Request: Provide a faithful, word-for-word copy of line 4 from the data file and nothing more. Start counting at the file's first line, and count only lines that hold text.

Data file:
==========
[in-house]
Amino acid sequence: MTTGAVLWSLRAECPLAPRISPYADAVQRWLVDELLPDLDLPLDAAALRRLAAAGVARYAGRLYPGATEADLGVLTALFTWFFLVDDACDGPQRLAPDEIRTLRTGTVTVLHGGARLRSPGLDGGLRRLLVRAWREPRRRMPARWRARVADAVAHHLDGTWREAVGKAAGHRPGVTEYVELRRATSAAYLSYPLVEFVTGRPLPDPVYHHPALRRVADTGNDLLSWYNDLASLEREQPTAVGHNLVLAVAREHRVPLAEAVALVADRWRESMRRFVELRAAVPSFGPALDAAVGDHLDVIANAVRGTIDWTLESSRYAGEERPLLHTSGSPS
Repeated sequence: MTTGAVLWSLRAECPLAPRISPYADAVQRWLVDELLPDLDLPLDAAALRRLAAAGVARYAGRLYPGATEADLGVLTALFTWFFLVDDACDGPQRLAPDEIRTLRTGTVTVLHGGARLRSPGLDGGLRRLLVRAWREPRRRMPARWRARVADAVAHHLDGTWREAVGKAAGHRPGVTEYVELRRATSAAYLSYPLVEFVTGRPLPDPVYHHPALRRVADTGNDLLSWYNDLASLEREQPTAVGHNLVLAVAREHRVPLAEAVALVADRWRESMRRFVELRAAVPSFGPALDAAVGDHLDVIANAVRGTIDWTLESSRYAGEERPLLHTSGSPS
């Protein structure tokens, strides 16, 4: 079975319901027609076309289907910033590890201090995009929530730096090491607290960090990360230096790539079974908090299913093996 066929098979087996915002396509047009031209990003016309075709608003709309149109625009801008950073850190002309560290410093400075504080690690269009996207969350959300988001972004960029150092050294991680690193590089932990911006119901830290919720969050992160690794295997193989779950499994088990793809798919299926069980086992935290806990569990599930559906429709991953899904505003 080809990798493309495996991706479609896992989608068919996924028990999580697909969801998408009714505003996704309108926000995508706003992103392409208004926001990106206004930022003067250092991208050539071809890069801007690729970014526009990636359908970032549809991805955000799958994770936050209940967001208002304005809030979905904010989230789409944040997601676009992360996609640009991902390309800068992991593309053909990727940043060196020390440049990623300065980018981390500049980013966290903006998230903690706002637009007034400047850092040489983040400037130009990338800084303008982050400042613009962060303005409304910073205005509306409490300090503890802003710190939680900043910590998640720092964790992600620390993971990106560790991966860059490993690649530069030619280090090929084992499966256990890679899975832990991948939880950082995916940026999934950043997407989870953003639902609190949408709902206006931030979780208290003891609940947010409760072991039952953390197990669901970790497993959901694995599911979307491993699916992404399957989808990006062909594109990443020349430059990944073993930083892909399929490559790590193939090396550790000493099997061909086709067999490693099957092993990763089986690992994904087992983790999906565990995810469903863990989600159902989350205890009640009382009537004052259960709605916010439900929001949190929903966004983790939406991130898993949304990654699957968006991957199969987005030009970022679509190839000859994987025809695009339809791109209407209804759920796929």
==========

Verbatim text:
């Protein structure tokens, strides 16, 4: 079975319901027609076309289907910033590890201090995009929530730096090491607290960090990360230096790539079974908090299913093996 066929098979087996915002396509047009031209990003016309075709608003709309149109625009801008950073850190002309560290410093400075504080690690269009996207969350959300988001972004960029150092050294991680690193590089932990911006119901830290919720969050992160690794295997193989779950499994088990793809798919299926069980086992935290806990569990599930559906429709991953899904505003 080809990798493309495996991706479609896992989608068919996924028990999580697909969801998408009714505003996704309108926000995508706003992103392409208004926001990106206004930022003067250092991208050539071809890069801007690729970014526009990636359908970032549809991805955000799958994770936050209940967001208002304005809030979905904010989230789409944040997601676009992360996609640009991902390309800068992991593309053909990727940043060196020390440049990623300065980018981390500049980013966290903006998230903690706002637009007034400047850092040489983040400037130009990338800084303008982050400042613009962060303005409304910073205005509306409490300090503890802003710190939680900043910590998640720092964790992600620390993971990106560790991966860059490993690649530069030619280090090929084992499966256990890679899975832990991948939880950082995916940026999934950043997407989870953003639902609190949408709902206006931030979780208290003891609940947010409760072991039952953390197990669901970790497993959901694995599911979307491993699916992404399957989808990006062909594109990443020349430059990944073993930083892909399929490559790590193939090396550790000493099997061909086709067999490693099957092993990763089986690992994904087992983790999906565990995810469903863990989600159902989350205890009640009382009537004052259960709605916010439900929001949190929903966004983790939406991130898993949304990654699957968006991957199969987005030009970022679509190839000859994987025809695009339809791109209407209804759920796929």